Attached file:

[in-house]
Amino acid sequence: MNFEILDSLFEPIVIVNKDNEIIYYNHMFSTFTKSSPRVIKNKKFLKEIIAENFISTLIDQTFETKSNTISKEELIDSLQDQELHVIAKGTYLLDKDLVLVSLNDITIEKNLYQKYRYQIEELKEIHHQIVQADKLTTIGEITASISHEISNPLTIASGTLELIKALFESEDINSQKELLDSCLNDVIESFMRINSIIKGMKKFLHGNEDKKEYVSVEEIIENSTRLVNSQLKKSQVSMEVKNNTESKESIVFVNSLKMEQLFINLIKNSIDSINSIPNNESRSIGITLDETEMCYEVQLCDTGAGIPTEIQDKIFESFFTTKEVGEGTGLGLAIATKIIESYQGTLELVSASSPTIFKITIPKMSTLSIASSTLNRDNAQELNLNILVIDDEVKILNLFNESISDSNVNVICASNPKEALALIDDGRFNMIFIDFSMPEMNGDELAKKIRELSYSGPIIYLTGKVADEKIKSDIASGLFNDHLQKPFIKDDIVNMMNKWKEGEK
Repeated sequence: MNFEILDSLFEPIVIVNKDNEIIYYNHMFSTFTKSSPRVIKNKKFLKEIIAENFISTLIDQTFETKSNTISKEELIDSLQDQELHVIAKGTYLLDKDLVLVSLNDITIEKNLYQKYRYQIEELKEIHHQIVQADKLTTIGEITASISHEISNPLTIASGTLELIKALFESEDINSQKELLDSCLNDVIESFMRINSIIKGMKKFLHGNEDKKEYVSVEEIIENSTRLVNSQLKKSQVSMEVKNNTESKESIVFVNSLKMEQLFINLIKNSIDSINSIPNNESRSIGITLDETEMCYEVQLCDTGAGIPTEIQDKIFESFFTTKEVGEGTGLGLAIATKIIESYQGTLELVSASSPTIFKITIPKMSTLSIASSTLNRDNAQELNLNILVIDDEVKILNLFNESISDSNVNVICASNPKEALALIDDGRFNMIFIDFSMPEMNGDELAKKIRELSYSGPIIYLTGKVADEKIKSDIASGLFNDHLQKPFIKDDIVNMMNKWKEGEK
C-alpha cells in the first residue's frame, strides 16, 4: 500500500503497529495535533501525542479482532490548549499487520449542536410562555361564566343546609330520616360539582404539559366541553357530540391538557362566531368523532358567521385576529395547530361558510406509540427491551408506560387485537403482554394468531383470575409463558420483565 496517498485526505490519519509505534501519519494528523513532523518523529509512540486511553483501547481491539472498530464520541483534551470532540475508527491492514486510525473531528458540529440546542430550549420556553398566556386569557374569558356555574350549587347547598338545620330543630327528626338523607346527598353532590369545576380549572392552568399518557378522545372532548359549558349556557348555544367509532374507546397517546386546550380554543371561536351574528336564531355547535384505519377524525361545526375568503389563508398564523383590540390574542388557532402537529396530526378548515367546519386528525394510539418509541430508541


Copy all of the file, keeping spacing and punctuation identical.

[in-house]
Amino acid sequence: MNFEILDSLFEPIVIVNKDNEIIYYNHMFSTFTKSSPRVIKNKKFLKEIIAENFISTLIDQTFETKSNTISKEELIDSLQDQELHVIAKGTYLLDKDLVLVSLNDITIEKNLYQKYRYQIEELKEIHHQIVQADKLTTIGEITASISHEISNPLTIASGTLELIKALFESEDINSQKELLDSCLNDVIESFMRINSIIKGMKKFLHGNEDKKEYVSVEEIIENSTRLVNSQLKKSQVSMEVKNNTESKESIVFVNSLKMEQLFINLIKNSIDSINSIPNNESRSIGITLDETEMCYEVQLCDTGAGIPTEIQDKIFESFFTTKEVGEGTGLGLAIATKIIESYQGTLELVSASSPTIFKITIPKMSTLSIASSTLNRDNAQELNLNILVIDDEVKILNLFNESISDSNVNVICASNPKEALALIDDGRFNMIFIDFSMPEMNGDELAKKIRELSYSGPIIYLTGKVADEKIKSDIASGLFNDHLQKPFIKDDIVNMMNKWKEGEK
Repeated sequence: MNFEILDSLFEPIVIVNKDNEIIYYNHMFSTFTKSSPRVIKNKKFLKEIIAENFISTLIDQTFETKSNTISKEELIDSLQDQELHVIAKGTYLLDKDLVLVSLNDITIEKNLYQKYRYQIEELKEIHHQIVQADKLTTIGEITASISHEISNPLTIASGTLELIKALFESEDINSQKELLDSCLNDVIESFMRINSIIKGMKKFLHGNEDKKEYVSVEEIIENSTRLVNSQLKKSQVSMEVKNNTESKESIVFVNSLKMEQLFINLIKNSIDSINSIPNNESRSIGITLDETEMCYEVQLCDTGAGIPTEIQDKIFESFFTTKEVGEGTGLGLAIATKIIESYQGTLELVSASSPTIFKITIPKMSTLSIASSTLNRDNAQELNLNILVIDDEVKILNLFNESISDSNVNVICASNPKEALALIDDGRFNMIFIDFSMPEMNGDELAKKIRELSYSGPIIYLTGKVADEKIKSDIASGLFNDHLQKPFIKDDIVNMMNKWKEGEK
C-alpha cells in the first residue's frame, strides 16, 4: 500500500503497529495535533501525542479482532490548549499487520449542536410562555361564566343546609330520616360539582404539559366541553357530540391538557362566531368523532358567521385576529395547530361558510406509540427491551408506560387485537403482554394468531383470575409463558420483565 496517498485526505490519519509505534501519519494528523513532523518523529509512540486511553483501547481491539472498530464520541483534551470532540475508527491492514486510525473531528458540529440546542430550549420556553398566556386569557374569558356555574350549587347547598338545620330543630327528626338523607346527598353532590369545576380549572392552568399518557378522545372532548359549558349556557348555544367509532374507546397517546386546550380554543371561536351574528336564531355547535384505519377524525361545526375568503389563508398564523383590540390574542388557532402537529396530526378548515367546519386528525394510539418509541430508541